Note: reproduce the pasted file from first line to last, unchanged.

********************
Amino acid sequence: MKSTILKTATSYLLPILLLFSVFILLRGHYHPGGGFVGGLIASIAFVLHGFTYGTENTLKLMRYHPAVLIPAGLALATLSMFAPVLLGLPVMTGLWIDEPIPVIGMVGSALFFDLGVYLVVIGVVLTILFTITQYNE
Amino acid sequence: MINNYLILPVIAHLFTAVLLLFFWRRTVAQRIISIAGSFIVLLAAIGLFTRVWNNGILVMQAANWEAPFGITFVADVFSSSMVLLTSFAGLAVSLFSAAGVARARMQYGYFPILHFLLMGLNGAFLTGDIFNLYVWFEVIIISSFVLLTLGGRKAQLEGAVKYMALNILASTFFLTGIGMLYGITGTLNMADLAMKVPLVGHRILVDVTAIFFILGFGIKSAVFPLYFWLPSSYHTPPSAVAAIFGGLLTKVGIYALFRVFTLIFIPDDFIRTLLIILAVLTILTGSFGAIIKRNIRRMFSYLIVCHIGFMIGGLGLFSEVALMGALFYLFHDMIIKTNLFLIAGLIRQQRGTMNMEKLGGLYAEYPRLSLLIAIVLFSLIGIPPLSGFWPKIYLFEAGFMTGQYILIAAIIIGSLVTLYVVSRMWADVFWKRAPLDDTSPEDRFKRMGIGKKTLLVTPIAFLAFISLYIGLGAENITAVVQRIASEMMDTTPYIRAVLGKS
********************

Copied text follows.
Amino acid sequence: MKSTILKTATSYLLPILLLFSVFILLRGHYHPGGGFVGGLIASIAFVLHGFTYGTENTLKLMRYHPAVLIPAGLALATLSMFAPVLLGLPVMTGLWIDEPIPVIGMVGSALFFDLGVYLVVIGVVLTILFTITQYNE
Amino acid sequence: MINNYLILPVIAHLFTAVLLLFFWRRTVAQRIISIAGSFIVLLAAIGLFTRVWNNGILVMQAANWEAPFGITFVADVFSSSMVLLTSFAGLAVSLFSAAGVARARMQYGYFPILHFLLMGLNGAFLTGDIFNLYVWFEVIIISSFVLLTLGGRKAQLEGAVKYMALNILASTFFLTGIGMLYGITGTLNMADLAMKVPLVGHRILVDVTAIFFILGFGIKSAVFPLYFWLPSSYHTPPSAVAAIFGGLLTKVGIYALFRVFTLIFIPDDFIRTLLIILAVLTILTGSFGAIIKRNIRRMFSYLIVCHIGFMIGGLGLFSEVALMGALFYLFHDMIIKTNLFLIAGLIRQQRGTMNMEKLGGLYAEYPRLSLLIAIVLFSLIGIPPLSGFWPKIYLFEAGFMTGQYILIAAIIIGSLVTLYVVSRMWADVFWKRAPLDDTSPEDRFKRMGIGKKTLLVTPIAFLAFISLYIGLGAENITAVVQRIASEMMDTTPYIRAVLGKS